The developmental precursors of borderline personality disorder symptoms at 11 years in a British cohort
Winsper, Catherine (2012) The developmental precursors of borderline personality disorder symptoms at 11 years in a British cohort. PhD thesis, University of Warwick.
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Borderline Personality Disorder (BPD) is a severe and chronic mental health
disorder, affecting many areas of functioning including: affect regulation,
impulse control, interpersonal relationships and self-image. Causal factors are
only partly known due to a scarcity of prospective, longitudinal studies which
enable one to delineate the time ordering of antecedents, and allow for tentative
causal inferences. This thesis explored the developmental precursors of BPD
symptoms at 11 years, using a British cohort sample, with assessments
pertaining to the study child from pregnancy to 11 years of age.
Three studies were conducted. Firstly, the predictive relationship between
exposure to maladaptive parenting and subsequent BPD symptoms was explored
within a child population, using a clinically relevant assessment of BPD
symptoms. This association has been previously shown in a range of
retrospective studies. Secondly, the role of peer victimisation in the development
of BPD was considered. This study was designed to extend current aetiological
models, which focus on parental rather than peer relationships. It was based on
the recognition of a strong interpersonal core in the BPD symptom constellation,
and the role of trauma experiences in the development of BPD. Finally, the third
study was designed to consider how these two experiential factors (maladaptive
parenting and peer victimisation) might magnify a predisposition towards
dysregulation, eventually culminating in BPD symptoms.
Data was obtained from the Avon Longitudinal Study of Parents and Children
(ALSPAC), which studied 6,050 children (43.1% of the total sample population),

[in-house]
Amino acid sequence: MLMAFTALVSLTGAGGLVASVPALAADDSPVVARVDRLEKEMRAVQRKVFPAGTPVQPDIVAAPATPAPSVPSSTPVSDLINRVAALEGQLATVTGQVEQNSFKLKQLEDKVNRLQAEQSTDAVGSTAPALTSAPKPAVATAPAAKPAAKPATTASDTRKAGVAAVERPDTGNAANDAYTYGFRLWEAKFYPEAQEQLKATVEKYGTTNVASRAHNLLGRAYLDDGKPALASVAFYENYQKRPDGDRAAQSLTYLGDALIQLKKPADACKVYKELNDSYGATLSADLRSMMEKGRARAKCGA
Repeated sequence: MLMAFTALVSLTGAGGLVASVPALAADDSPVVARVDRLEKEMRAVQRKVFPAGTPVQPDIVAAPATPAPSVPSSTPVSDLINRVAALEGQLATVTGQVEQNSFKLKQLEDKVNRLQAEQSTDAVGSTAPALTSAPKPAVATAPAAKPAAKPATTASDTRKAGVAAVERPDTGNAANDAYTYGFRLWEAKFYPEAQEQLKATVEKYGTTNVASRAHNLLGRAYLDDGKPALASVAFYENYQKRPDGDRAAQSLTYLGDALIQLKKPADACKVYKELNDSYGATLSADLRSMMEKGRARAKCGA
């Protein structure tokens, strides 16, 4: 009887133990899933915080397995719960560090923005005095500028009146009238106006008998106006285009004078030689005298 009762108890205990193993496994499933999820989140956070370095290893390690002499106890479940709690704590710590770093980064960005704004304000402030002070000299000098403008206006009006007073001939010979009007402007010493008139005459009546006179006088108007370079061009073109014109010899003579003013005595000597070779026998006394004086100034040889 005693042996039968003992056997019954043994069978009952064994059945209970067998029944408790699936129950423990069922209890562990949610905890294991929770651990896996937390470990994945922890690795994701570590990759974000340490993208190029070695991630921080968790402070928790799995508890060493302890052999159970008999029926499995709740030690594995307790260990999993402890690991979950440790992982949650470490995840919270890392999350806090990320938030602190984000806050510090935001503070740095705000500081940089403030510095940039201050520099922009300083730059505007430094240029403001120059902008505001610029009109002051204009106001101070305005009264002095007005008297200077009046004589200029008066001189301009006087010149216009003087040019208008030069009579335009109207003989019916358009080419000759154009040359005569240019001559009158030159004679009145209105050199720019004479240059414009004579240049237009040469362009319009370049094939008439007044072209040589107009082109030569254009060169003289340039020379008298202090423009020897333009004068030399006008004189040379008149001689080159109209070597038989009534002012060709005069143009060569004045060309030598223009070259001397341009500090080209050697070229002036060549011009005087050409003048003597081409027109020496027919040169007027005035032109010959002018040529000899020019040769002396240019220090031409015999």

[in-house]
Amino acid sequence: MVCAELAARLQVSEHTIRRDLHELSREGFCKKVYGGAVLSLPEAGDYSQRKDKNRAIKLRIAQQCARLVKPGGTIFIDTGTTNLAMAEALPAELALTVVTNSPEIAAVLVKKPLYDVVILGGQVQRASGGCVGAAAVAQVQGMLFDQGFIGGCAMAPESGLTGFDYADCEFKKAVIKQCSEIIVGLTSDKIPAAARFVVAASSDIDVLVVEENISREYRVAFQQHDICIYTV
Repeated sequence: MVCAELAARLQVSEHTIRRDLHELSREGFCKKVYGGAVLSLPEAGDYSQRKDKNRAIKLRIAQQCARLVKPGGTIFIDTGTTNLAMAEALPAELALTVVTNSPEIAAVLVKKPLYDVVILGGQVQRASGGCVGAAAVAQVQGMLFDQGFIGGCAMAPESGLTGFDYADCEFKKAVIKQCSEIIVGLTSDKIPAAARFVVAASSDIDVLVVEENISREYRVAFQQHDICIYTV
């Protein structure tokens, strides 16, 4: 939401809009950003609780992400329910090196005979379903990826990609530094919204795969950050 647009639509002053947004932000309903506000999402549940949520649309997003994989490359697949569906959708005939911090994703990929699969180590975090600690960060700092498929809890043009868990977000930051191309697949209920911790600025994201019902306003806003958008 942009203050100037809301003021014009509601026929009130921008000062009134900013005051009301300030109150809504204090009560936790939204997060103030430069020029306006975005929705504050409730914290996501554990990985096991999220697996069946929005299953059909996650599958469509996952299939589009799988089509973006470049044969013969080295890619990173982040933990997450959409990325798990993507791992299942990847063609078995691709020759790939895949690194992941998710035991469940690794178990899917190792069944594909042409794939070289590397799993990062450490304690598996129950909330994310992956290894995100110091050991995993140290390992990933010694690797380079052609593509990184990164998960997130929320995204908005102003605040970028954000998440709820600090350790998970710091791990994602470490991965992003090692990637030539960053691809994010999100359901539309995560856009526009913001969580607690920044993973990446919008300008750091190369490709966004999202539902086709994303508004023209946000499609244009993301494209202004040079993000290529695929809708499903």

using questionnaire and interview assessments.
Results revealed that, firstly, family adversity during pregnancy and suboptimal
parenting, during early to middle childhood was predictive of BPD symptoms at
11 years. Secondly, peer victimisation during early to late childhood was
predictive of BPD symptoms at 11 years. There was an especially strong dose
response effect for severe, combined or chronic victimisation. Finally, those
evincing stable dysregulated trait behaviour from 4 to 8 years were more likely
to develop BPD symptoms, and this effect was especially strong for high levels of
dysregulation. Consistent with the biosocial developmental model of BPD, the
association was fully mediated by psychosocial risk factors (peer victimisation).
Those with high levels of dysregulation were more likely to be victimised and, in
turn, develop BPD symptoms. Further, the indirect associations were
significantly stronger for BPD, compared to psychotic or depression outcomes.
The strengths and weaknesses, along with practical and theoretical implications,
and future directions are discussed in the final chapter.
|Item Type:||Thesis or Dissertation (PhD)|
|Subjects:||B Philosophy. Psychology. Religion > BF Psychology
R Medicine > RJ Pediatrics
|Library of Congress Subject Headings (LCSH):||Borderline personality disorder in children -- Etiology, Parenting -- Psychological aspects, Bullying -- Psychological aspects|
|Official Date:||January 2012|
|Institution:||University of Warwick|
|Theses Department:||Department of Psychology|
|Sponsors:||University of Warwick|
|Extent:||xi, 260 leaves|
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